It’s quite usual for me to have to step back and reflect after watching an episode of Mushishi. It’s that sort of series – it stays with you long after the fact. The effect is something like what happens when you drive the Pacific Coast Highway in California – when I close my eyes that night, I see panoramas of Big Sur and Monterey and S-curves playing out on the inside of my eyelids as I fall asleep. But “Azure Waters” is the sort of story that’s especially impactful even by Mushishi standards, like a blow to the gut.
It’s rare that the worlds of Mushishi and any of my other anime favorites collide, but so it is here with the casting of Han Megumi as Yuuta, the boy at the center of this week’s chapter. I always feel there’s a bit of a loss of realism whenever Mushishi casts an adult as a child, and I don’t wholly exempt “Azure Waters” from that. Still, I was quite surprised to hear that it was Han-san that was playing the role – she continues to display truly impressive range as an actor. I was aware I was listening to a woman (which removed me from the moment just that little bit) but had no idea it was Han. Think of this as the Yang to the Yin of her performance as Gon in Episode 116 of Hunter X Hunter – the opposite end of the emotional spectrum. This was all gentle sadness and innocence – that was about indescribable rage and the loss of innocence.
I think the themes of this episode exemplify my oft-repeated “simple yet profound” mantra, as the best chapters of Mushishi so often do, and require little in terms of interpretation. The symbolism of Yuuta’s life – and by extension life itself – as drops of rain in an endless cycle of rebirth is almost unbearably beautiful and sad. Yet what touches us most deeply is the way that symbolism is made material here, in the love between a mother and a son. And unlike in the last few episodes, “Azure Waters” ultimately settles on the painful moment of letting go rather than the joyous moment of reunion.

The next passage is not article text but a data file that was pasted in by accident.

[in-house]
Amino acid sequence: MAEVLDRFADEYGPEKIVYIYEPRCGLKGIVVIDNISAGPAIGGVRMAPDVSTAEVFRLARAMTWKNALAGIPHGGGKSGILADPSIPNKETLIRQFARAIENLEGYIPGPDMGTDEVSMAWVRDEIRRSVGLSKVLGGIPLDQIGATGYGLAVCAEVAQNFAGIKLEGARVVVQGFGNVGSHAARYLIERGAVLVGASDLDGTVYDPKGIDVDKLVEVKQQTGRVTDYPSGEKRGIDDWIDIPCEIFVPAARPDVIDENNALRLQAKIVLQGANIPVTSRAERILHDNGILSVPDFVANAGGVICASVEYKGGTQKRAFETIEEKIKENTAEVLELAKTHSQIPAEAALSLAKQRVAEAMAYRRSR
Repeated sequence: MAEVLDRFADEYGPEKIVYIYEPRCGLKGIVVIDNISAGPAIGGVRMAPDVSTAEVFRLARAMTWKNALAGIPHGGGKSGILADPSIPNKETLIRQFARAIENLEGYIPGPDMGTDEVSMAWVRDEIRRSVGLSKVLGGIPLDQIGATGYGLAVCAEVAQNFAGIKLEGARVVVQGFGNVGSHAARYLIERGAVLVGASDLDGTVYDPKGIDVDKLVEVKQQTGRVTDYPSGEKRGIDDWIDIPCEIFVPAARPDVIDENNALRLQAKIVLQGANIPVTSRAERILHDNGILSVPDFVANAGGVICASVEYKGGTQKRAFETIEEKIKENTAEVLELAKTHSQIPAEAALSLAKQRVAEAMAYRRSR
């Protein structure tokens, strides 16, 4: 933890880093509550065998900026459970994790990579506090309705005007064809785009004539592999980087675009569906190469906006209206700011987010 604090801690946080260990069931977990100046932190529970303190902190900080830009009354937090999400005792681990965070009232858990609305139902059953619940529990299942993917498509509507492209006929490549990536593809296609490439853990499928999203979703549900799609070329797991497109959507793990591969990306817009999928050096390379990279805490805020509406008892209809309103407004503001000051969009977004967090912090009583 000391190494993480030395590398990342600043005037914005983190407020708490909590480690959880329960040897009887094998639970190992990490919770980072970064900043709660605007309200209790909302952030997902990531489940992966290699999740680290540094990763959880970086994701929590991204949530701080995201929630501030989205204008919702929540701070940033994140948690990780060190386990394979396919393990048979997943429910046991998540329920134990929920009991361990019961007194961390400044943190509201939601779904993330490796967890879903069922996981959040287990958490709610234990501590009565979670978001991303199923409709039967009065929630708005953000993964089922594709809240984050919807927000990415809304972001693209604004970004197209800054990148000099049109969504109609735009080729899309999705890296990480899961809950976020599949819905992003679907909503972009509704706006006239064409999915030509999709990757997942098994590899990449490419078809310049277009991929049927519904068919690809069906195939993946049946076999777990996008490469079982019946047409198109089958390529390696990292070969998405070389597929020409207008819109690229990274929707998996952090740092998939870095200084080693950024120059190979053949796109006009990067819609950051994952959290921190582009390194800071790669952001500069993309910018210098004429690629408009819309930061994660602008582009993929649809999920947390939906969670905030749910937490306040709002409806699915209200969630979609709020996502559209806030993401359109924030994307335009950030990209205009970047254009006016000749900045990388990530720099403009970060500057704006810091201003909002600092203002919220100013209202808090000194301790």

Mushishi is somehow especially in its element when using the medium of water. Rivers, canals, oceans, swamps – and most especially water as it falls from the sky as snow or rain, and as it impacts the land it falls upon. Artland depicts the falling and flowing of water perhaps more beautifully than any studio in television anime, and water of course represents life. The flow of water is mirrored in the life cycle of most of the mushi we meet, most certainly the Uko, the mushi which reside inside Yuuta’s body. They allow him to swim like a fish, give him webbing between his fingers, but make his skin cold to the touch and impair his ability to speak and interact with other humans. Yet his mother Taki (the legendary seiyuu Orikasa Fumiko) – whose name ironically means “waterfall” – loves the little boy unreservedly, and he her.
When Mushishi deals with humans possessed by mushi, the question of where the identity of one ends and the other begins is always central, but never more so than here. It’s clear that Yuuta is a vey real little boy in most respects, no matter how strange he is. But Ginko offers Taki medicine which can (and does) considerably reduce the effects of the Uko’s possession. The crucial moment, however, comes when Ginko makes a mistake in using the occasion of a flash flood to offer Taki a chance to rid her son of the Uko for good. He’s missed a vital clue – Yuuta’s denial (he’s by now speaking quite normally) that he ever nearly drowned, the condition of a rare human possession by Uko. It was in fact Taki that nearly drowned – her husband did – and the mushi actually possessed the fetus in her womb, which was far more akin to the frogs and salamanders a group of Uko stranded far from the sea normally choose to inhabit. And as such, it bonded with its host far more deeply than it ever would with a human.
What a heartbreaking denouement this chapter has, with Yuuta-kun literally dissolving into mist in his mother’s arms. It’s remarkable that she doesn’t seem to resent Ginko for what’s happened, for she was clearly quite content to spend her days with her son even before Ginko’s medicine made him so much more “normal”. This amounts to quite a grave error on Ginko’s part – certainly not the first we’ve seen, but it’s a harsh reminder that he’s for from omnipotent. Taki is heartbroken, naturally, but seems able to at least take comfort in the notion that Yuuta isn’t truly gone – that he is in fact everywhere now, in the rain and the river and eventually, in the ocean neither of them (or the Uko that possessed him) had ever seen. With this transformation, at least, Yuuta can finally go home.